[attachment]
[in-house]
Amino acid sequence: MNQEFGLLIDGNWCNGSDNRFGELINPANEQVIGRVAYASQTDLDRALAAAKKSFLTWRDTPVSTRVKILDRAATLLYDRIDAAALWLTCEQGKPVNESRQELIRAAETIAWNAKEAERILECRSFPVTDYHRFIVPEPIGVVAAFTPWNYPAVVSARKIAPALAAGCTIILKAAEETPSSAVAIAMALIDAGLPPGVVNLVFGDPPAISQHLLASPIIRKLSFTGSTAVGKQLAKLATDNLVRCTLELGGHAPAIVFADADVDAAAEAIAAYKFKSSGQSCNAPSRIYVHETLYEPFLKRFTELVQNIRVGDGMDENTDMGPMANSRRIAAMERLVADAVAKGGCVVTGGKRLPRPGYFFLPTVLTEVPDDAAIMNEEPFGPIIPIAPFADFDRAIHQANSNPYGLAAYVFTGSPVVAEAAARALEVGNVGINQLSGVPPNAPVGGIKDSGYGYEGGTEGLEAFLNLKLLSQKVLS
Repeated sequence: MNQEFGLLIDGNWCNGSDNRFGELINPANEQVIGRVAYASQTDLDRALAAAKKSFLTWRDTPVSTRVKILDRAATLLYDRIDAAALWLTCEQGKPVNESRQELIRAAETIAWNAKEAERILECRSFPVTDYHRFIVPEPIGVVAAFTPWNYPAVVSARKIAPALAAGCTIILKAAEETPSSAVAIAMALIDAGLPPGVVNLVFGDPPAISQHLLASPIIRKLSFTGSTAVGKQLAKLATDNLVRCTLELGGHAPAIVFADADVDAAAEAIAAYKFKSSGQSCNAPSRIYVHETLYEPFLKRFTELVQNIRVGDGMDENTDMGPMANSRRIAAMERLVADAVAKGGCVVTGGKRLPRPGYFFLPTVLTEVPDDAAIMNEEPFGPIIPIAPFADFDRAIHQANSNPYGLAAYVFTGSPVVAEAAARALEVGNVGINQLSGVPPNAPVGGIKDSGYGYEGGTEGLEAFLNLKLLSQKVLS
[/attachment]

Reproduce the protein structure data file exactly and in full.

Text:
[in-house]
Amino acid sequence: MNQEFGLLIDGNWCNGSDNRFGELINPANEQVIGRVAYASQTDLDRALAAAKKSFLTWRDTPVSTRVKILDRAATLLYDRIDAAALWLTCEQGKPVNESRQELIRAAETIAWNAKEAERILECRSFPVTDYHRFIVPEPIGVVAAFTPWNYPAVVSARKIAPALAAGCTIILKAAEETPSSAVAIAMALIDAGLPPGVVNLVFGDPPAISQHLLASPIIRKLSFTGSTAVGKQLAKLATDNLVRCTLELGGHAPAIVFADADVDAAAEAIAAYKFKSSGQSCNAPSRIYVHETLYEPFLKRFTELVQNIRVGDGMDENTDMGPMANSRRIAAMERLVADAVAKGGCVVTGGKRLPRPGYFFLPTVLTEVPDDAAIMNEEPFGPIIPIAPFADFDRAIHQANSNPYGLAAYVFTGSPVVAEAAARALEVGNVGINQLSGVPPNAPVGGIKDSGYGYEGGTEGLEAFLNLKLLSQKVLS
Repeated sequence: MNQEFGLLIDGNWCNGSDNRFGELINPANEQVIGRVAYASQTDLDRALAAAKKSFLTWRDTPVSTRVKILDRAATLLYDRIDAAALWLTCEQGKPVNESRQELIRAAETIAWNAKEAERILECRSFPVTDYHRFIVPEPIGVVAAFTPWNYPAVVSARKIAPALAAGCTIILKAAEETPSSAVAIAMALIDAGLPPGVVNLVFGDPPAISQHLLASPIIRKLSFTGSTAVGKQLAKLATDNLVRCTLELGGHAPAIVFADADVDAAAEAIAAYKFKSSGQSCNAPSRIYVHETLYEPFLKRFTELVQNIRVGDGMDENTDMGPMANSRRIAAMERLVADAVAKGGCVVTGGKRLPRPGYFFLPTVLTEVPDDAAIMNEEPFGPIIPIAPFADFDRAIHQANSNPYGLAAYVFTGSPVVAEAAARALEVGNVGINQLSGVPPNAPVGGIKDSGYGYEGGTEGLEAFLNLKLLSQKVLS